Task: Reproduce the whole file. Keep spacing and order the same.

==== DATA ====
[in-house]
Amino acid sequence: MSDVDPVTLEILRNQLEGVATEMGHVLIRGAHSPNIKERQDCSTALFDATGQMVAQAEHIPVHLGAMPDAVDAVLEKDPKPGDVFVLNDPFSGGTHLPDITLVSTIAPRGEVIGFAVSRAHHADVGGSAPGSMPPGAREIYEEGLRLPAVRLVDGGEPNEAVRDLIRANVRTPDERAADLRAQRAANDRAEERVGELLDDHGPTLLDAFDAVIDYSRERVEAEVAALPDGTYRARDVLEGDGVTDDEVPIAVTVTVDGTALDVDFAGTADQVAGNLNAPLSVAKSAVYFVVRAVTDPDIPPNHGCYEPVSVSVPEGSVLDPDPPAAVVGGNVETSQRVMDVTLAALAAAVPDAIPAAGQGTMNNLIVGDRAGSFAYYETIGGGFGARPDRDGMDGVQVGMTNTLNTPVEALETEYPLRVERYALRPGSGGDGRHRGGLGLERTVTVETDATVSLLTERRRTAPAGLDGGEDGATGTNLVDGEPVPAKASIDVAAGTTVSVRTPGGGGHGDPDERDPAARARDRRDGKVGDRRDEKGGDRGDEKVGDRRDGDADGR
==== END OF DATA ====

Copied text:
[in-house]
Amino acid sequence: MSDVDPVTLEILRNQLEGVATEMGHVLIRGAHSPNIKERQDCSTALFDATGQMVAQAEHIPVHLGAMPDAVDAVLEKDPKPGDVFVLNDPFSGGTHLPDITLVSTIAPRGEVIGFAVSRAHHADVGGSAPGSMPPGAREIYEEGLRLPAVRLVDGGEPNEAVRDLIRANVRTPDERAADLRAQRAANDRAEERVGELLDDHGPTLLDAFDAVIDYSRERVEAEVAALPDGTYRARDVLEGDGVTDDEVPIAVTVTVDGTALDVDFAGTADQVAGNLNAPLSVAKSAVYFVVRAVTDPDIPPNHGCYEPVSVSVPEGSVLDPDPPAAVVGGNVETSQRVMDVTLAALAAAVPDAIPAAGQGTMNNLIVGDRAGSFAYYETIGGGFGARPDRDGMDGVQVGMTNTLNTPVEALETEYPLRVERYALRPGSGGDGRHRGGLGLERTVTVETDATVSLLTERRRTAPAGLDGGEDGATGTNLVDGEPVPAKASIDVAAGTTVSVRTPGGGGHGDPDERDPAARARDRRDGKVGDRRDEKGGDRGDEKVGDRRDGDADGR